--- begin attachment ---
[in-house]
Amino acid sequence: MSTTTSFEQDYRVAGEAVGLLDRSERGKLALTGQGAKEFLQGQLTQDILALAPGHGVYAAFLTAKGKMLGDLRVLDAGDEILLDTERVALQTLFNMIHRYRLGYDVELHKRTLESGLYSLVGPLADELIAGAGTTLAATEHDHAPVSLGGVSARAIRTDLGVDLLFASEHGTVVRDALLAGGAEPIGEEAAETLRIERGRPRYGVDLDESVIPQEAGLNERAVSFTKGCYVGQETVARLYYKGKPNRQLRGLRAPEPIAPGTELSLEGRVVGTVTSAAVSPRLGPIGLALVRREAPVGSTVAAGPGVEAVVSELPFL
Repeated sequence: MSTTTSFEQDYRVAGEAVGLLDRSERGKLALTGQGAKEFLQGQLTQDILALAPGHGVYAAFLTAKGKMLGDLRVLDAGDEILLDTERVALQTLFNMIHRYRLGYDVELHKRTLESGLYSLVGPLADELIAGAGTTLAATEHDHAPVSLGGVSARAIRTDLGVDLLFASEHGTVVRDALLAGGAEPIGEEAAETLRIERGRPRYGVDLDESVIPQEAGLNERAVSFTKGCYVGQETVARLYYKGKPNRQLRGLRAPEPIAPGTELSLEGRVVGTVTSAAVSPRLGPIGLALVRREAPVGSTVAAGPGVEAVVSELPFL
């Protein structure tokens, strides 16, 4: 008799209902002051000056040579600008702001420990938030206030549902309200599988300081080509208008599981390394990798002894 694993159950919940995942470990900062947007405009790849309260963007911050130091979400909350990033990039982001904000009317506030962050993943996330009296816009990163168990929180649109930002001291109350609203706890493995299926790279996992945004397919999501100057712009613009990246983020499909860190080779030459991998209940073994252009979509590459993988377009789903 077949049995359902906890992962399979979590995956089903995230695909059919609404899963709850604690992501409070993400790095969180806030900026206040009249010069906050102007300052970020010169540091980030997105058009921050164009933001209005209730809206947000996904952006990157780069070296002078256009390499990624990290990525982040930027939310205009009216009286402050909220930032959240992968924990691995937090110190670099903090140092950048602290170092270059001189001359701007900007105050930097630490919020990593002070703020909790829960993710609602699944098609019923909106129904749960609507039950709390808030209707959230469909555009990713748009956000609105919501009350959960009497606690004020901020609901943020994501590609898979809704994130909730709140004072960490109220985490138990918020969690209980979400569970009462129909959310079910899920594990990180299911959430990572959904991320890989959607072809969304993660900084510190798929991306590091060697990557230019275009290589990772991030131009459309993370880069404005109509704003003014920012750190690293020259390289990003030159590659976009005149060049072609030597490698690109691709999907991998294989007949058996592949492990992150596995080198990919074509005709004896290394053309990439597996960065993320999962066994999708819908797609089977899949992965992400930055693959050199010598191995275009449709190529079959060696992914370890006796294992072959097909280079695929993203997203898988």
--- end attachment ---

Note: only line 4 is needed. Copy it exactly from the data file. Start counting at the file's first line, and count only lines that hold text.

């Protein structure tokens, strides 16, 4: 008799209902002051000056040579600008702001420990938030206030549902309200599988300081080509208008599981390394990798002894 694993159950919940995942470990900062947007405009790849309260963007911050130091979400909350990033990039982001904000009317506030962050993943996330009296816009990163168990929180649109930002001291109350609203706890493995299926790279996992945004397919999501100057712009613009990246983020499909860190080779030459991998209940073994252009979509590459993988377009789903 077949049995359902906890992962399979979590995956089903995230695909059919609404899963709850604690992501409070993400790095969180806030900026206040009249010069906050102007300052970020010169540091980030997105058009921050164009933001209005209730809206947000996904952006990157780069070296002078256009390499990624990290990525982040930027939310205009009216009286402050909220930032959240992968924990691995937090110190670099903090140092950048602290170092270059001189001359701007900007105050930097630490919020990593002070703020909790829960993710609602699944098609019923909106129904749960609507039950709390808030209707959230469909555009990713748009956000609105919501009350959960009497606690004020901020609901943020994501590609898979809704994130909730709140004072960490109220985490138990918020969690209980979400569970009462129909959310079910899920594990990180299911959430990572959904991320890989959607072809969304993660900084510190798929991306590091060697990557230019275009290589990772991030131009459309993370880069404005109509704003003014920012750190690293020259390289990003030159590659976009005149060049072609030597490698690109691709999907991998294989007949058996592949492990992150596995080198990919074509005709004896290394053309990439597996960065993320999962066994999708819908797609089977899949992965992400930055693959050199010598191995275009449709190529079959060696992914370890006796294992072959097909280079695929993203997203898988």